Early Afternoon, Friday, July 18th, 1868 – the Beauregard Plantation, outside Naw’lins, Louisiana
Oh, GOD forbid that we would forget that damned tournament. With a thirteen hundred mile trek west ahead of us, my posse just had to sail east (up-river, no less) to Naw’lins for love of the game.
I decided I’d make something of my time while they all dithered away money on luxuries and cleaned themselves up more than they had for Annie’s funeral. Well… that’s not exactly how it happened, 1 but that’s how it ended up, and that’s what’s important. I bumped inta the Padre 2 in the worst part o’ town, where the (CENSORED) hang out. He was lookin’ for another “spiritual viewpoint” on our problem with the cabal we’re chasin’.
While it did my heart good to know that the Padre was still on the case, it troubled me that he piled the practices of these (CENSORED) in with the beliefs of the People. Apparently, travelling with Kyle had opened the Yankee reverend to the ideas of other faiths, and the Padre was lookin’ for help wherever he could find it. After all, if these cabalists build the things on these scrolls, it’ll be bad for everybody, (CENSORED) and messkins included.
We’d no sooner found a _bokor_s shop what looked like it might have some pull when we were joined by an unlikely figure. A will-dressed fancified city-slicker with a frog accent. Just what we needed, a tinhorn lookin’ for a thrill.
The tinhorn turned useful, though, as he mentioned that he’d worked with the Baron Sim – ee – own before, and would be delighted to accompany us. As the head of Bayou Vermillion’s In the Book, I elected ta stay outside and spark up one of the stinkin’ cigars from Prosperty. Half to remind me to buy a box of Havanas when I got the chance, and half because the taste of ‘em always reminded me what a bad place a ghost town can be. Elm Run came to mind, and I took a swig of the anise-flavored coffee that now filled both of Gunter’s old flasks. Yech.
The Padre came out first, and we headed back to the hotel together. He told me he needed to talk to Kyle, but that he had a better idea of where to go, now. I reluctantly agreed that the detour here might have therefore been worth the trouble, and parted ways with him to the General’s plantation. I needed to see a man about a hoss.
With the General still away on National business, 3 his lovely wife Caroline was kind enough to take myself and the posse in for a social call. The Lady o’ the house said she needed a firm hand with her step-children, but as the boys were polite enough (around me, leastaways), I think she was simply showin’ us fine hospitality. 4 It was a welcome invitation indeed, seein’ as how every other establishment in the Red Stick (reputable and otherwise) was full to the gills with every cardsharp, huckster, and hustler in the land.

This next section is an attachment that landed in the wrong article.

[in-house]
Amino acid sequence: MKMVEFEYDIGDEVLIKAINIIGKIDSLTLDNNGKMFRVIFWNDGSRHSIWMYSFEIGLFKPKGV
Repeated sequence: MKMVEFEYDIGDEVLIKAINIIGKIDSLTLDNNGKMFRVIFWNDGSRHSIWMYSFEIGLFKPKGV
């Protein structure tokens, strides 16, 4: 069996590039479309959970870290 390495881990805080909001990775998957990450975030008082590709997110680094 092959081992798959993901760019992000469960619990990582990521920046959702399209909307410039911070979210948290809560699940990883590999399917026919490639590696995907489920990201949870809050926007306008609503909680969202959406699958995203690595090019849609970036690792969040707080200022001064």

As if, in all the recent excitement, I had somehow forgotten that Gamorra come back to the firmament was scheduled to arrive in the form o’ a $10,000 buy-in orgy o’ vice. Everyone in town, and even some of the (CENSORED) and servants were chattin’ about it. I suppose some folks have got even less sense than I do. Praise be!
While the Ladies (accompanied by the Padre) indulged the society people with a social call, I spoke with the General’s boys about findin’ a reasonable replacement for Bill 5. I was only lookin’ for a hoss sharp enough to know its own name an’ stamp ten, but instead introduced to a remarkable beast – a full-blood Clydesdale worthy of the lands of Avalon. As the beast was easily worth over a thousand dollars, I expected the Beauregard family to have to show me a different hoss. It seems a Lone Star badge is credit enough, however, for Leroy was kind enough to deeply discount the hoss to somethin’ an honest man could afford.
“Rascal”, so called for the same reason we might call a big many ‘Tiny’, is an even tempered giant whom was chosen for his intellect. I just hope he’ll take to bein’ called ‘William’ for Clara’s benefit. She’ll have to ride side-saddle, but bein’ a lady, she’ll be used ta that. For some reason, everybody expects me to hitch him up ta the carriage I bought from the Beauregards, too…
1. Actually, truth be told, I’d lost my nerve a little bit and went lookin’ for somethin’ that would kill the pain better’n the anise schnapps the brothers boom had left me in possession of. All of that’s gone, anyhow, and I’ll be dead afore I’ll drink Irish whiskey in bourbon country.
2. Which I must admit shocked the life right outta me. I mean, here I am off the wagon and lookin’ to do worse, and I walk right inta a living representation of temperance. Looks like someone’s still lookin’ after Young Jake.
3. It’s only been three days since we were last in town, after all!
4. Though come to think o’ it, she might have meant her step-daughter. As an indulgent reader might guess, I have somethin’ o’ a blind spot when it comes to disciplinin’ nubile girls. I imagine that Belle, Cher, or (perhaps best) Clara talked some sense into the girl.
5. Clara’s lost, lamented hoss. He was kilt by Powers’ henchmen during the warrant-servin’.